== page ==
When I stopped off to pick up my insurance check, I noticed something odd about the floor tiles. They were all sort of shiny and wrinkly and lumpy. I paused for a closer look, and very nearly shouted out two words in a paroxysm of glee: “Garnet schist!“
|Garnet schist tiles|
I’m a sucker for schist. And garnets are near and dear to my heart, being my birthstone and all. Put the two together, stick them in an unexpected place, and what you’ve got is a very happy Dana indeed. One who goes back to the insurance building toting a camera and begging the staff not to think her insane for photographing floor tiles.
Here they are in context:
How awesome is that? I didn’t even know such things existed, but they indubitably do.
So that led me to start asking what, exactly, is garnet schist all about? I know it’s a metamorphic rock, and I know it’s pretty. That about sums up my knowledge. So I threw the question out on Twitter, and got this reply from our own Ron Schott:
That sound you heard just then, rather like a blimp with a catastrophic failure in its air tanks roaring past at Mach 10, was nearly everything he’d said flying right over my head. There were words there I recognized. Problem was, I’d never seen them strung together like that. And Elli Goeke was off at a conference, so this really wasn’t the time to turn to her and say, “Hey, Elli – my ignorance is total. Halp!”
This is one of those moments when one frantically turns to Google. Search “garnet schist,” and you get bugger-all. Search something like “greenschist to amphibolite facies,” and suddenly you’re cooking with Sterno. Or possibly with vast tectonic forces.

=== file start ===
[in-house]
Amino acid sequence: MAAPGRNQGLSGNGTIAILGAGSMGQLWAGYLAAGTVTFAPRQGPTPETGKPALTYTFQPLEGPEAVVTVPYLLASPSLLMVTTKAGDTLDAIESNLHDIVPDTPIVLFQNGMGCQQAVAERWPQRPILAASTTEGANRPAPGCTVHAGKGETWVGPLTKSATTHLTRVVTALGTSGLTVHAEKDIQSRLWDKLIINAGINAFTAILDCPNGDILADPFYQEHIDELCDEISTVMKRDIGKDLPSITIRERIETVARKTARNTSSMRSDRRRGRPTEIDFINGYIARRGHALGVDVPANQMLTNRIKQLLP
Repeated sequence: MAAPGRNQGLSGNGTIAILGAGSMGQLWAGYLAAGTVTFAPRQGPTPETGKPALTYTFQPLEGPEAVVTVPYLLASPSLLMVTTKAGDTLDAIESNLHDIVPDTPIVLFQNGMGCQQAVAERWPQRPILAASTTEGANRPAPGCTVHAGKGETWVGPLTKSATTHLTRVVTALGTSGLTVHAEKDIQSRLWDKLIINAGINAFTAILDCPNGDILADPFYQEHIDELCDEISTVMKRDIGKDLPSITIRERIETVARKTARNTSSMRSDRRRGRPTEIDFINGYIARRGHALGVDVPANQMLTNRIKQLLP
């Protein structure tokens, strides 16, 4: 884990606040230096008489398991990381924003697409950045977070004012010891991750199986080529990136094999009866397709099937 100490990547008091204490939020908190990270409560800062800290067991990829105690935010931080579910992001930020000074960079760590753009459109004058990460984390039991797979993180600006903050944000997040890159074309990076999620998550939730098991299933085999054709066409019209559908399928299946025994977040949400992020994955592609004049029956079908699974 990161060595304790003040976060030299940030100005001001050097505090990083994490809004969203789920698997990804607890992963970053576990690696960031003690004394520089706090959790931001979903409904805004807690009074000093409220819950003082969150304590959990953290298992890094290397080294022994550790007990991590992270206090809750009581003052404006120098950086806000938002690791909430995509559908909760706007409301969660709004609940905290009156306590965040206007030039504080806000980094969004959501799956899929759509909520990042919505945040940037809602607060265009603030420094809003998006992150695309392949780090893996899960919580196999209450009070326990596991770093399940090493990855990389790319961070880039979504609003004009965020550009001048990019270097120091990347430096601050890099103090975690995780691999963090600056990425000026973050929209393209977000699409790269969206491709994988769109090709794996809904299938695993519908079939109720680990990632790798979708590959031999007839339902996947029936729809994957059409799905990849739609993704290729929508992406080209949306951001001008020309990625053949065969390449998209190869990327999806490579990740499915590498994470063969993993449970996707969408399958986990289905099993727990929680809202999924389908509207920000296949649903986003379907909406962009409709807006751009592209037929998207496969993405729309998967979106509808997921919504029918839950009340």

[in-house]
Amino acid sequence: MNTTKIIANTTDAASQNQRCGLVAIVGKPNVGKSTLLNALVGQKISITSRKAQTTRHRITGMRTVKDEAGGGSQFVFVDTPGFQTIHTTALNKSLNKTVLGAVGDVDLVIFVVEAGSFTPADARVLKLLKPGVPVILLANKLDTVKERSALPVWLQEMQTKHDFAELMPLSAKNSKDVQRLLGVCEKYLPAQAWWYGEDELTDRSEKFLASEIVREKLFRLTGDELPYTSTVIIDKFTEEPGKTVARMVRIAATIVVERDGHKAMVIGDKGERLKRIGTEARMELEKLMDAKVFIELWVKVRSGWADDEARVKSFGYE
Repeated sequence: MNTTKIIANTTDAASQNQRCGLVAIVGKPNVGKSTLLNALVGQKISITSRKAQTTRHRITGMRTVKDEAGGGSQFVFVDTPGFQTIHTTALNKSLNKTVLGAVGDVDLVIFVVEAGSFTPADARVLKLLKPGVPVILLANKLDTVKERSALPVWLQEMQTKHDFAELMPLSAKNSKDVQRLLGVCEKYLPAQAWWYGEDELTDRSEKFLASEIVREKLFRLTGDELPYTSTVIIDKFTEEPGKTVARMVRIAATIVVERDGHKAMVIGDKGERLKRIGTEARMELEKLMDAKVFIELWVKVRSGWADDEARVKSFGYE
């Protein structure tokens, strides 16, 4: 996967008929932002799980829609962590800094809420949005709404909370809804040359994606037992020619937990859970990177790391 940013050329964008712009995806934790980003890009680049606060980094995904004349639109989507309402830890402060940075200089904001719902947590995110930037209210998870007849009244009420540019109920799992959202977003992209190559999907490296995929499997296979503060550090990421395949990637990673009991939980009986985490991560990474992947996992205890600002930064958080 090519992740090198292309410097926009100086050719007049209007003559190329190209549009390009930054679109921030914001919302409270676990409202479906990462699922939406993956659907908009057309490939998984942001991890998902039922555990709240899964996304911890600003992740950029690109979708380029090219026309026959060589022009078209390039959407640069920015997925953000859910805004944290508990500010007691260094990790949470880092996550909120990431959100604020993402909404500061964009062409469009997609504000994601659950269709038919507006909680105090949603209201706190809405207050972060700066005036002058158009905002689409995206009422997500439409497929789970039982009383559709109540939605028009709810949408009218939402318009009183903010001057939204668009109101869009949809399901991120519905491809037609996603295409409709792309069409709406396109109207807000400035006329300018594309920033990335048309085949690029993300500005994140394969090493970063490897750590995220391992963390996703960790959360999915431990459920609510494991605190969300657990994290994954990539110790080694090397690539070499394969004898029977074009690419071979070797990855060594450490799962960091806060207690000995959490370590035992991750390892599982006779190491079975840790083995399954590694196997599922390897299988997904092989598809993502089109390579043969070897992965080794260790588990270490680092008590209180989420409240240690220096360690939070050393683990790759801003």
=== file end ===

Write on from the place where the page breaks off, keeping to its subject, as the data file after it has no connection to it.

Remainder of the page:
I found Barrovian metamorphism.
I’ll leave it to that link to explain in clear, succinct detail just what the hell that is. Basically, if you’ve got major tectonic excitement like a volcanic arc or an orogeny, you’ve got Barrovian metamorphism going on. In the context of our delightful garnet schist tiles, this gives us a recipe for their formation.
Let us begin with the garnets. What sort of garnets are we dealing with here? The Hudson Valley Geologist can point the way with this wonderful post on garnets. He says, “Almandine is the most common type of garnet and typically the garnet found in garnet schists.” Almandine ’tis, then: we’ll work on an assumption since the insurance company might get a tad upset if I dig up a tile to haul off to the lab. What’s almandine, then? It’s Fe3Al2(SiO4)3. So we’ve got iron, aluminum, silicon, and oxygen.
Right, then. Let us begin with a shale containing said elements. Maybe our tiles began life on a nice, quiet continental shelf, as clay particles and quartz and all that other stuff gently settled out of suspension and got compacted. It’s nothing particularly special. Not yet.
Then, let there be an orogeny. Continents collide! Squish! Squeeze! Temperature and pressure rising! And something interesting begins to happen:
|From shale to gneiss|
As our continents collide and our mountains build, our perfectly ordinary shale starts to change. We’re at greenschist facies: 700-900 degrees F (400-500 degrees C) and 5-31 miles down (8-50km). If our poor shale had stopped feeling the ol’ squeeze-and-burn right round there, it might have been fated to be a blackboard, or maybe a nice slate roof. It might have ended up an unremarkable phyllite, at the farther end of that scale.
So what’s happening? All that pressure-cooking is changing its mineral composition. At greenschist facies, the index mineral formed is chlorite. That mineral, in the absence of others formed under conditions of great heat and pressure, tells us just what sort of metamorphism our rocks have been subjected to. So far, so not schist. Until we increase the heat.
Now we’re entering amphibolite facies territory. And things get very interesting indeed. We’re cooking our former shale at temperatures of around 950-1200 degrees F (500-700 degrees C), and maybe we’ve buried it bit deeper. Our index mineral becomes amphibole. Here be schist – and possibly garnets.